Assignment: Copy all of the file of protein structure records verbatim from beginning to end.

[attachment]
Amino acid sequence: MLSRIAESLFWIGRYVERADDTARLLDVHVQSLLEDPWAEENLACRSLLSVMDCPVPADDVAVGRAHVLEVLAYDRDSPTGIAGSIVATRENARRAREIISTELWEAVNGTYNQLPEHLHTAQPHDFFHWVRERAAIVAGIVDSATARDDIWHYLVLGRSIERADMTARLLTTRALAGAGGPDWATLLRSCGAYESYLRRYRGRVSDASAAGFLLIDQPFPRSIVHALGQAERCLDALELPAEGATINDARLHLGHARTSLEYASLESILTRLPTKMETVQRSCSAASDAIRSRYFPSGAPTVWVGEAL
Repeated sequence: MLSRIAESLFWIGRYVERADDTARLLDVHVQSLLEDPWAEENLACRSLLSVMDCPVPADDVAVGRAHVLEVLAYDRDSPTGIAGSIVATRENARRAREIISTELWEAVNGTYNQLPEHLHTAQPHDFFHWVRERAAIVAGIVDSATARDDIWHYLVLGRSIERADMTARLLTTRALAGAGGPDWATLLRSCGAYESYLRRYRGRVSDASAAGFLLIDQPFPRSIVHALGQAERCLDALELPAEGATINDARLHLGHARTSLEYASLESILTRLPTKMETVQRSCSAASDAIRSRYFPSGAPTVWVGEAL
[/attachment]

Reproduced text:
Amino acid sequence: MLSRIAESLFWIGRYVERADDTARLLDVHVQSLLEDPWAEENLACRSLLSVMDCPVPADDVAVGRAHVLEVLAYDRDSPTGIAGSIVATRENARRAREIISTELWEAVNGTYNQLPEHLHTAQPHDFFHWVRERAAIVAGIVDSATARDDIWHYLVLGRSIERADMTARLLTTRALAGAGGPDWATLLRSCGAYESYLRRYRGRVSDASAAGFLLIDQPFPRSIVHALGQAERCLDALELPAEGATINDARLHLGHARTSLEYASLESILTRLPTKMETVQRSCSAASDAIRSRYFPSGAPTVWVGEAL
Repeated sequence: MLSRIAESLFWIGRYVERADDTARLLDVHVQSLLEDPWAEENLACRSLLSVMDCPVPADDVAVGRAHVLEVLAYDRDSPTGIAGSIVATRENARRAREIISTELWEAVNGTYNQLPEHLHTAQPHDFFHWVRERAAIVAGIVDSATARDDIWHYLVLGRSIERADMTARLLTTRALAGAGGPDWATLLRSCGAYESYLRRYRGRVSDASAAGFLLIDQPFPRSIVHALGQAERCLDALELPAEGATINDARLHLGHARTSLEYASLESILTRLPTKMETVQRSCSAASDAIRSRYFPSGAPTVWVGEAL